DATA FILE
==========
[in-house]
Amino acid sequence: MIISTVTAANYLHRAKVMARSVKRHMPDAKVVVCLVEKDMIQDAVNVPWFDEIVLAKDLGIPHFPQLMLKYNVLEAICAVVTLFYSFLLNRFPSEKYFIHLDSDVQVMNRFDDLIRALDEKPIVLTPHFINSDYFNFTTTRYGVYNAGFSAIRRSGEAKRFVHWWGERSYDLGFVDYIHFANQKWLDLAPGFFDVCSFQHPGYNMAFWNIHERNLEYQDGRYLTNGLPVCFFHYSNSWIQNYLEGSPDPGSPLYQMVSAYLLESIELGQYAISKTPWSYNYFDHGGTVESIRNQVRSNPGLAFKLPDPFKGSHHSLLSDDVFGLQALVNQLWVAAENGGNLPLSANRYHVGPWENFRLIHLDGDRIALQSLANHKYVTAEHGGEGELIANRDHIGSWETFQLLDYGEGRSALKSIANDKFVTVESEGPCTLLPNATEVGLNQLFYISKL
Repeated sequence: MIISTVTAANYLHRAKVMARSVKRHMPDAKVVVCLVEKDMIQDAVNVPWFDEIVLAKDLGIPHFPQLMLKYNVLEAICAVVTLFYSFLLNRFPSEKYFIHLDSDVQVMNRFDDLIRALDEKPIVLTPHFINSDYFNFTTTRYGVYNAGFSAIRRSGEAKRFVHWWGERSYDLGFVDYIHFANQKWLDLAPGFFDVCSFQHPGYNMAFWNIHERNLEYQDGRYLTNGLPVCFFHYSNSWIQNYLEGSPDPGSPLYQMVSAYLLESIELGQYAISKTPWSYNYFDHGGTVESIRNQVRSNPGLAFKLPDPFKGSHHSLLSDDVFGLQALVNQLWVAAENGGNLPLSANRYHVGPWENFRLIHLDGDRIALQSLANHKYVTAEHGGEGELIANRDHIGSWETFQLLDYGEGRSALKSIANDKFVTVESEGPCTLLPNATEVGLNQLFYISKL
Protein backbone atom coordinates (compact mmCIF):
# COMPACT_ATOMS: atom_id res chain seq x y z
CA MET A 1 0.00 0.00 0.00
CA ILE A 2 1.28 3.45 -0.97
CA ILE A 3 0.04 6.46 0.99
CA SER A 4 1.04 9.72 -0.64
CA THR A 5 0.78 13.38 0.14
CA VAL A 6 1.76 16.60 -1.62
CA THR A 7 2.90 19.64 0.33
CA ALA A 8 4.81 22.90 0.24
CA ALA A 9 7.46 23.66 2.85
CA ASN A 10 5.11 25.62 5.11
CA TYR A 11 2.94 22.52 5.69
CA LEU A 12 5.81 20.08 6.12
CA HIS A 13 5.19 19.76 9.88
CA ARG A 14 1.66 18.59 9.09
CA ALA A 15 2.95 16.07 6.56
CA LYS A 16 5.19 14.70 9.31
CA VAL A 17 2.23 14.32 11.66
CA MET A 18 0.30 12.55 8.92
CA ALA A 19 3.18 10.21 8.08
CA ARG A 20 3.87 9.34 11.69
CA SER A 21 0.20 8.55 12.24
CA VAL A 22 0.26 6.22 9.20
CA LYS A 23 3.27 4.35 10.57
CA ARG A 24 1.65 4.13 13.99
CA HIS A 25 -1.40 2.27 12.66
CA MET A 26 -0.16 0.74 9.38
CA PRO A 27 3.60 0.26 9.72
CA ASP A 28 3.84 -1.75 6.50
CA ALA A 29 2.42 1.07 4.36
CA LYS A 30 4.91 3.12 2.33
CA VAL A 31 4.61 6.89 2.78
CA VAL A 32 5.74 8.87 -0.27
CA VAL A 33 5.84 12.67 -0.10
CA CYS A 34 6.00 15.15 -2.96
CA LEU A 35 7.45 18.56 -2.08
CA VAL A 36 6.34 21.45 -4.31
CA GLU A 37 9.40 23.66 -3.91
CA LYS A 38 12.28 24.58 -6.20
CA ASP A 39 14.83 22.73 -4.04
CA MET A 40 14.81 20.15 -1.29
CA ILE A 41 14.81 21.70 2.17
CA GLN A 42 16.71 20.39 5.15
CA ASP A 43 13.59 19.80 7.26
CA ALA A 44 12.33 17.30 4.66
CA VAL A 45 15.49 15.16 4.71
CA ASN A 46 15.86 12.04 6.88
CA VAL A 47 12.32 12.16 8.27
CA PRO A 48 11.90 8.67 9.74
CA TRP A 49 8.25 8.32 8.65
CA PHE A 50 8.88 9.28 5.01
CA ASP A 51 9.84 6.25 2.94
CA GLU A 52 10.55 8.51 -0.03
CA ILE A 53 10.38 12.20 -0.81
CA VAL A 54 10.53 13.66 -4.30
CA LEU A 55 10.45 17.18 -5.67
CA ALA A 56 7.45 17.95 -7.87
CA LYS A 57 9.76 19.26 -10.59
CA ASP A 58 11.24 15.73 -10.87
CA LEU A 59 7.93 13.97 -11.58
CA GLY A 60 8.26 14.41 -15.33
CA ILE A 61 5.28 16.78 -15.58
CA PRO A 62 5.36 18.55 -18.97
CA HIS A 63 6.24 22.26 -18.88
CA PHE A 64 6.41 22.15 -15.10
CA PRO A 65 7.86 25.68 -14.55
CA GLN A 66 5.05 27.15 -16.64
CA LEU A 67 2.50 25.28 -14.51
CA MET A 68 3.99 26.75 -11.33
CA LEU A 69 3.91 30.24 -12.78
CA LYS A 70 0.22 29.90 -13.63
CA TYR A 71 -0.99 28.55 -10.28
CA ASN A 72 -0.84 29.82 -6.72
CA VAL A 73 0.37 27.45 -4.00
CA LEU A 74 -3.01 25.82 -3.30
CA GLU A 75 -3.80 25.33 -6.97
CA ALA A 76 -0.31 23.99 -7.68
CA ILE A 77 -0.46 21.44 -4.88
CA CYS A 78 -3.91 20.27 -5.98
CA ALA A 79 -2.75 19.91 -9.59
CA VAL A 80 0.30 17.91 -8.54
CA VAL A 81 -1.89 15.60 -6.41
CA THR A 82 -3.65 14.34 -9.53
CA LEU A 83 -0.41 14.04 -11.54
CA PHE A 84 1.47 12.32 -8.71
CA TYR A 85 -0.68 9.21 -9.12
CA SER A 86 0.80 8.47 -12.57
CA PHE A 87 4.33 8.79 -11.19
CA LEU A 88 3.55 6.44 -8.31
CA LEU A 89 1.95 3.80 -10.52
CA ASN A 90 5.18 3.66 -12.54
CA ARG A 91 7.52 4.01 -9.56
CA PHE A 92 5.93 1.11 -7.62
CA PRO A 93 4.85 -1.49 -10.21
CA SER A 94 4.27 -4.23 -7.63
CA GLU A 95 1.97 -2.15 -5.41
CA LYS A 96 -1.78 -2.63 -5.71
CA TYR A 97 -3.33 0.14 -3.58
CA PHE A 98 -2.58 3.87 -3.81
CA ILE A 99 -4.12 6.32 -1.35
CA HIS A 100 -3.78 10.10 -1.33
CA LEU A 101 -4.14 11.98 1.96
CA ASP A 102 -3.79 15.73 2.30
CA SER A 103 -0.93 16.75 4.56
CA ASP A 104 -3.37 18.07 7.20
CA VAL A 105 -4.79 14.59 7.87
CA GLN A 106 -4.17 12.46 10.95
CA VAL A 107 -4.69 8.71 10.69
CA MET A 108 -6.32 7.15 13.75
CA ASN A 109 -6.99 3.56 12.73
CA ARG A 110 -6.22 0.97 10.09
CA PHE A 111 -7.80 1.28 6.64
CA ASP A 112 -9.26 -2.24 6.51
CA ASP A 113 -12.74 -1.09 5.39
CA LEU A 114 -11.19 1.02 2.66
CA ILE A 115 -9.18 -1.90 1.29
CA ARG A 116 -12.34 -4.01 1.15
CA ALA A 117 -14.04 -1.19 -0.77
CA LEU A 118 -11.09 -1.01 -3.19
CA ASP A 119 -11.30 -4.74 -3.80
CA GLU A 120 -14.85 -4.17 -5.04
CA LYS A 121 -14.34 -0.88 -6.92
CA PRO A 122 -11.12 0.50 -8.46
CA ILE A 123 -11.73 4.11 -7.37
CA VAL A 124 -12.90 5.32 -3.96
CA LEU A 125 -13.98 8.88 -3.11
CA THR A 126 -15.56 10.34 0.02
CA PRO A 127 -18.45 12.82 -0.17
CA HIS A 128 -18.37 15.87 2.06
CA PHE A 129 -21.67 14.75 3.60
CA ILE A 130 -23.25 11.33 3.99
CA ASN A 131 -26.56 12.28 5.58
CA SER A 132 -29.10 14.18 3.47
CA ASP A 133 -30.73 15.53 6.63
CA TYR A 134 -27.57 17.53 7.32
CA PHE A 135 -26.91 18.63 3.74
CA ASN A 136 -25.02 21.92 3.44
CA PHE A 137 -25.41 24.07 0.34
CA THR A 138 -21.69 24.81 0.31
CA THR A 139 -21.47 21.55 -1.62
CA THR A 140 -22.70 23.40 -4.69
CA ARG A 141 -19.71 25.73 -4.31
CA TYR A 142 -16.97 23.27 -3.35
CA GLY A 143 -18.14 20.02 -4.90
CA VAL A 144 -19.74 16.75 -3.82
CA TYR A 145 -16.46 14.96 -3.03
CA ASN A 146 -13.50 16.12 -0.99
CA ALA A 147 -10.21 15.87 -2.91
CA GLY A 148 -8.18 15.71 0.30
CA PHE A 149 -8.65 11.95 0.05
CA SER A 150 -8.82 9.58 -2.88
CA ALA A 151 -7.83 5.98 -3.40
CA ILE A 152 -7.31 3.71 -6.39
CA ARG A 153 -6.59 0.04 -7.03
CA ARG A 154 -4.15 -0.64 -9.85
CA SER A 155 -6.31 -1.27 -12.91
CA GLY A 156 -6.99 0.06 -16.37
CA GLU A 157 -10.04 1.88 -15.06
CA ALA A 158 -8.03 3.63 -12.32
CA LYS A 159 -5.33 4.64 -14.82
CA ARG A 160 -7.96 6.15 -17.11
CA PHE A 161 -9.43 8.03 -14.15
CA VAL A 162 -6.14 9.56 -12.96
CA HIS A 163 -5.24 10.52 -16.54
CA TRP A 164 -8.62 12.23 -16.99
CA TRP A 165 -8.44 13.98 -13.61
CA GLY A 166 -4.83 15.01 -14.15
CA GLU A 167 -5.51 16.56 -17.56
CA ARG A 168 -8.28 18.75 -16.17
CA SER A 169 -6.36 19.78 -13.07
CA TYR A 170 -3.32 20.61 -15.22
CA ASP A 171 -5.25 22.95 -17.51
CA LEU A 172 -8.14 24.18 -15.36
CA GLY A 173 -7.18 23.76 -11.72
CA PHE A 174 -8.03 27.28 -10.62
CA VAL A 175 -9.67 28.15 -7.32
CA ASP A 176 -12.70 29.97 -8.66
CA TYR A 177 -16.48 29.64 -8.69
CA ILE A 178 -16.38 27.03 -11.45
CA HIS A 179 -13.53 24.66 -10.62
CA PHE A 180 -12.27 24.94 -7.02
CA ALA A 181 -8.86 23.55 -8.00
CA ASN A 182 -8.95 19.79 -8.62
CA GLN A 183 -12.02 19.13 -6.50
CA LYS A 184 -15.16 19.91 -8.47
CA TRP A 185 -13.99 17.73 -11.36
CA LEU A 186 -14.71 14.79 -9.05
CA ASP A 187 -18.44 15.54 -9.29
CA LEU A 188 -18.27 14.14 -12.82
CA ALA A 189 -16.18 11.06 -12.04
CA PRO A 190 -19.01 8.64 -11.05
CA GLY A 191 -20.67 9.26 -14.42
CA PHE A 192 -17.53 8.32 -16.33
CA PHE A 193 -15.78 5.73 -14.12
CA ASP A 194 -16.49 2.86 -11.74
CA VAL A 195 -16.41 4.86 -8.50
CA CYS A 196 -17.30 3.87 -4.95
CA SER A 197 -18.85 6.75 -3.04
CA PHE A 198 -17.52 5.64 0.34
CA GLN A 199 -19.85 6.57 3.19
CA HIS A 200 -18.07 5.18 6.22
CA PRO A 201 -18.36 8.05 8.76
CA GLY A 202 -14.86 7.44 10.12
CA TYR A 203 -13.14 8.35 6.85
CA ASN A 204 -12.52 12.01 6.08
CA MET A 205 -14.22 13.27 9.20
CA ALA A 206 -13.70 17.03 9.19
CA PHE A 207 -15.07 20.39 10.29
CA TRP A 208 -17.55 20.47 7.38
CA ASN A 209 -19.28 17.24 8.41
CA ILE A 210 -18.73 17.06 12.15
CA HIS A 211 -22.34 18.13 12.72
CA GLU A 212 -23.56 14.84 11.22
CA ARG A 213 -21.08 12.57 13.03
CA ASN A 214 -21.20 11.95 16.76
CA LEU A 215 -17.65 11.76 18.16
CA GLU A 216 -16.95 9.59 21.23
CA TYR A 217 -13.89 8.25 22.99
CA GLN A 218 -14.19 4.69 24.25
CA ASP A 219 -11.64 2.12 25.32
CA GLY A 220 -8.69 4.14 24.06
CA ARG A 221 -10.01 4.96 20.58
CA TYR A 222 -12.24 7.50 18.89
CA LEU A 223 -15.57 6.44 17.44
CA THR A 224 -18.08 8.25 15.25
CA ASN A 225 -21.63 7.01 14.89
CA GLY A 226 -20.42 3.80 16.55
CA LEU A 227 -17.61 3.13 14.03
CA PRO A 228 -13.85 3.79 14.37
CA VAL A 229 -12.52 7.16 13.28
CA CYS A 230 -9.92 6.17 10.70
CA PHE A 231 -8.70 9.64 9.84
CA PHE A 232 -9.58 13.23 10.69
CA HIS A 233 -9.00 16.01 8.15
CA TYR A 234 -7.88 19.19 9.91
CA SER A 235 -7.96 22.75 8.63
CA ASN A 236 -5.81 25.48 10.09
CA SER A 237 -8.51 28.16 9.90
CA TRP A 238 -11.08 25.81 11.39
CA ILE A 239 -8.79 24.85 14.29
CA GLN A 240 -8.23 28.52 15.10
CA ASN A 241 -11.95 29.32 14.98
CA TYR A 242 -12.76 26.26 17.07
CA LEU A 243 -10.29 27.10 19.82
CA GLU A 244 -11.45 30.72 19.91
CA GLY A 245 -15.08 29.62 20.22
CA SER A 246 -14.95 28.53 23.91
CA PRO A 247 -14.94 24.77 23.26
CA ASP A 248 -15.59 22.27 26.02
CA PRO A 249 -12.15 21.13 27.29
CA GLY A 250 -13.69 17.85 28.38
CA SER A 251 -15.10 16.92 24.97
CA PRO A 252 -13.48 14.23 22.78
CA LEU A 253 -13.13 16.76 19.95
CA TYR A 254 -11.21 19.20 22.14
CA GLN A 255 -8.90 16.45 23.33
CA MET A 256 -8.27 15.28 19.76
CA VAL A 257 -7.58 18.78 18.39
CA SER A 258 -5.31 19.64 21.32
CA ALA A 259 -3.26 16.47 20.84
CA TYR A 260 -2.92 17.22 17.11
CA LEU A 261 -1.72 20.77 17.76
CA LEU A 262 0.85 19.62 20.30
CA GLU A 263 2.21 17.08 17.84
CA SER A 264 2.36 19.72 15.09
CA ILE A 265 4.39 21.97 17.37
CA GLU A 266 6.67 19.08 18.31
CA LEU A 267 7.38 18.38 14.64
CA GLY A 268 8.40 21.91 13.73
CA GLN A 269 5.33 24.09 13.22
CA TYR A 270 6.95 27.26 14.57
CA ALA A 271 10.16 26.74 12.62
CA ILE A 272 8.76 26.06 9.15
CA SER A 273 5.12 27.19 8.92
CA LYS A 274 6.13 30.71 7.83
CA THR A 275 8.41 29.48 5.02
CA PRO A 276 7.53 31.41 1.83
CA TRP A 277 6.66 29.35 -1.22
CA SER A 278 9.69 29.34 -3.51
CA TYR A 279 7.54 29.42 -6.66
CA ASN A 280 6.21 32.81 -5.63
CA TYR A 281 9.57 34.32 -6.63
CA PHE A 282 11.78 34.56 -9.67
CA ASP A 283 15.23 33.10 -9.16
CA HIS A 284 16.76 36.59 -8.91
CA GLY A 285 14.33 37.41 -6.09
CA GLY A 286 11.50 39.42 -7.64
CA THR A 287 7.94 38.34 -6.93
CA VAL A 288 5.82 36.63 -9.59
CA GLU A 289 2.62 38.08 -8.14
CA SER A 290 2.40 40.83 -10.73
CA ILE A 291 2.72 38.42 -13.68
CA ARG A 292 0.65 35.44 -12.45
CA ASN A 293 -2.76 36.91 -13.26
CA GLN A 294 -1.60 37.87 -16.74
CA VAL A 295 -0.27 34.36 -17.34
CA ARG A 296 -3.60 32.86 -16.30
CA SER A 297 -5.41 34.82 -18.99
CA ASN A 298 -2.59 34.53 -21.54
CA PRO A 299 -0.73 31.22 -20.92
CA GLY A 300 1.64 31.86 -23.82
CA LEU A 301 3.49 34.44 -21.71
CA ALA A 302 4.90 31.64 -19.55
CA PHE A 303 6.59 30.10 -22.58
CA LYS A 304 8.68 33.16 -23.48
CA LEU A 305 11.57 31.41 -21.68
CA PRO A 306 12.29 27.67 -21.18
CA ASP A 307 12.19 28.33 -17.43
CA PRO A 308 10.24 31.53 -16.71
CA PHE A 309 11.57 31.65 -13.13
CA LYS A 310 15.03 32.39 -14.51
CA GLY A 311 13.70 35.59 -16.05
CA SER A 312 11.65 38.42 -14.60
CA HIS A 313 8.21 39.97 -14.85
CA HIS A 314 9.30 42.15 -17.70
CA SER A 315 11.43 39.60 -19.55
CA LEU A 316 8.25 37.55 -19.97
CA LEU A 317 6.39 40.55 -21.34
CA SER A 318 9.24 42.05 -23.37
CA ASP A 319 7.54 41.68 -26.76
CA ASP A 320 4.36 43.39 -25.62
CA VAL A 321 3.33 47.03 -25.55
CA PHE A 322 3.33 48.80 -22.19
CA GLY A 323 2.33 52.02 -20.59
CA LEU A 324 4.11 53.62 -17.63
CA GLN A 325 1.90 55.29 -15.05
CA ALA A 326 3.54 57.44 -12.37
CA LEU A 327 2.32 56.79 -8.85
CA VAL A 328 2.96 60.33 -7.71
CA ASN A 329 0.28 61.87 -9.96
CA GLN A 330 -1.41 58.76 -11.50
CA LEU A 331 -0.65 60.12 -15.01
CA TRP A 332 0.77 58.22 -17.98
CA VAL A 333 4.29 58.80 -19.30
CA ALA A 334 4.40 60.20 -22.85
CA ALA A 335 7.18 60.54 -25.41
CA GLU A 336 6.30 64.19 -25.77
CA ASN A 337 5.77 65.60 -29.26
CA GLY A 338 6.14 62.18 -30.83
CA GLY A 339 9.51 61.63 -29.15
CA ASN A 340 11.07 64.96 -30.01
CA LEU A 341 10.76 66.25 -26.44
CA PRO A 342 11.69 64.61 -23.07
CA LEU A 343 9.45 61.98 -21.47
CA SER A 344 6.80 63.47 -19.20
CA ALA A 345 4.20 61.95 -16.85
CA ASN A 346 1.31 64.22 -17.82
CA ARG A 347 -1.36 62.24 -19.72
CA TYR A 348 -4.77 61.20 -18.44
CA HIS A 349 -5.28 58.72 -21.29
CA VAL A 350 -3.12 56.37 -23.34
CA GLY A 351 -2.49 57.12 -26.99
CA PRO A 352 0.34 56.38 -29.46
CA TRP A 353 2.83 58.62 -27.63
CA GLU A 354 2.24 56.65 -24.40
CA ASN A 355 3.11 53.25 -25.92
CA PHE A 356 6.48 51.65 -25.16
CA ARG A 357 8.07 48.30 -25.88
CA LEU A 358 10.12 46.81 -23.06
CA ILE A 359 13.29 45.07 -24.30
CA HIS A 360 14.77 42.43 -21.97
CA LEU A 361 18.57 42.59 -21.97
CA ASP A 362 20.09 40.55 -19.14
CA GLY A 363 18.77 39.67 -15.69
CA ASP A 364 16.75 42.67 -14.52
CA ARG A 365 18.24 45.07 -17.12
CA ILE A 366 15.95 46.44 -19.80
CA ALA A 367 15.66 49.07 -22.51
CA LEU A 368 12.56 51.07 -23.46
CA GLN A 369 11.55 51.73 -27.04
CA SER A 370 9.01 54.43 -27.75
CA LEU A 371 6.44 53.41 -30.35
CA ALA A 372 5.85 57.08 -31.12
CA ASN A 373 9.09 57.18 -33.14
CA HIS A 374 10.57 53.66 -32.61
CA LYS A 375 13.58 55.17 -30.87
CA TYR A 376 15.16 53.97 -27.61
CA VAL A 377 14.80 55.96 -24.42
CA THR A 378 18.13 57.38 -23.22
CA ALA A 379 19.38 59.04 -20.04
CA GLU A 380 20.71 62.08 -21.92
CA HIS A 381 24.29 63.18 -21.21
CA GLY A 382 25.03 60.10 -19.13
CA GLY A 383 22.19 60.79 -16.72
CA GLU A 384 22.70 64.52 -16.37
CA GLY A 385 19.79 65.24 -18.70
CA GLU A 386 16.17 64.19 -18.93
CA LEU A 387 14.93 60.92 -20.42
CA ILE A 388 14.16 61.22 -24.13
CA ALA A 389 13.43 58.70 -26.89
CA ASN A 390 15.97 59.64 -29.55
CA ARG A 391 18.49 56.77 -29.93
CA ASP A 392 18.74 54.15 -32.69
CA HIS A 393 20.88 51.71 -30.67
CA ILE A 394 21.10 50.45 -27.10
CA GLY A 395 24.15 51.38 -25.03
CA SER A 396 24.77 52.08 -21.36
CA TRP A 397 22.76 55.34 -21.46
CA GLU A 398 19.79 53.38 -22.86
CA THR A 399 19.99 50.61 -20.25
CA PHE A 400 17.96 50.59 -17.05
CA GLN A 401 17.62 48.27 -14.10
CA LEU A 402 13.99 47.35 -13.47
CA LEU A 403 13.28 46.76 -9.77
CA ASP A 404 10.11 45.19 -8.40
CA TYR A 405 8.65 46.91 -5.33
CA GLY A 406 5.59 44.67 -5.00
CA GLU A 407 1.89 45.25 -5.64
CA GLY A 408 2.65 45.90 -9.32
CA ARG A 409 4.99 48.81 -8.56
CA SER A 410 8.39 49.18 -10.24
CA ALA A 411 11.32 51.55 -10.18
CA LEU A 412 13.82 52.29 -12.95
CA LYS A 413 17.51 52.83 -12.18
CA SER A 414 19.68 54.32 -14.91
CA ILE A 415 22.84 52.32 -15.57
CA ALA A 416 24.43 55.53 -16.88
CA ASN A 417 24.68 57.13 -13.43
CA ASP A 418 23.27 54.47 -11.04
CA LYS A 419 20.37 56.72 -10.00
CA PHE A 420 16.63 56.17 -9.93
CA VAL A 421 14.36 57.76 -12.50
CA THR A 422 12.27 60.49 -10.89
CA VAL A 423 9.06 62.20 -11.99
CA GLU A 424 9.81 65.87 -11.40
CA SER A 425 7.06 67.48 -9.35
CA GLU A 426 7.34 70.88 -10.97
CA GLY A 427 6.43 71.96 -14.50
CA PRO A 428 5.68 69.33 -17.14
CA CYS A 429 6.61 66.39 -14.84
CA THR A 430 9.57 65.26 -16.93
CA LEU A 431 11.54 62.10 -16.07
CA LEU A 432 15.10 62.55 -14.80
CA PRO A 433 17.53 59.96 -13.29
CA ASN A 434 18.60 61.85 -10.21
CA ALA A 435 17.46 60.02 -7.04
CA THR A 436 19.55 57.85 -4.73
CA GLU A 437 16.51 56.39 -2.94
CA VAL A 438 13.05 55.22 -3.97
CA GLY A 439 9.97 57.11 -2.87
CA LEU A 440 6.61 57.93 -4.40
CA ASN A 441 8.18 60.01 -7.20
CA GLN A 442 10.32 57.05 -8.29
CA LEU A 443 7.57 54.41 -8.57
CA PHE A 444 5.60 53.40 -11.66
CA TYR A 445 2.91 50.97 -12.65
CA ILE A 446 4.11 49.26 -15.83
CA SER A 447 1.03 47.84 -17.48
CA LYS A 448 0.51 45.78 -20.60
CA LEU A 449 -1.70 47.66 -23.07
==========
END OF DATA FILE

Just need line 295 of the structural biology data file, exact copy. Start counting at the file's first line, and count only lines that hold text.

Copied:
CA SER A 290 2.40 40.83 -10.73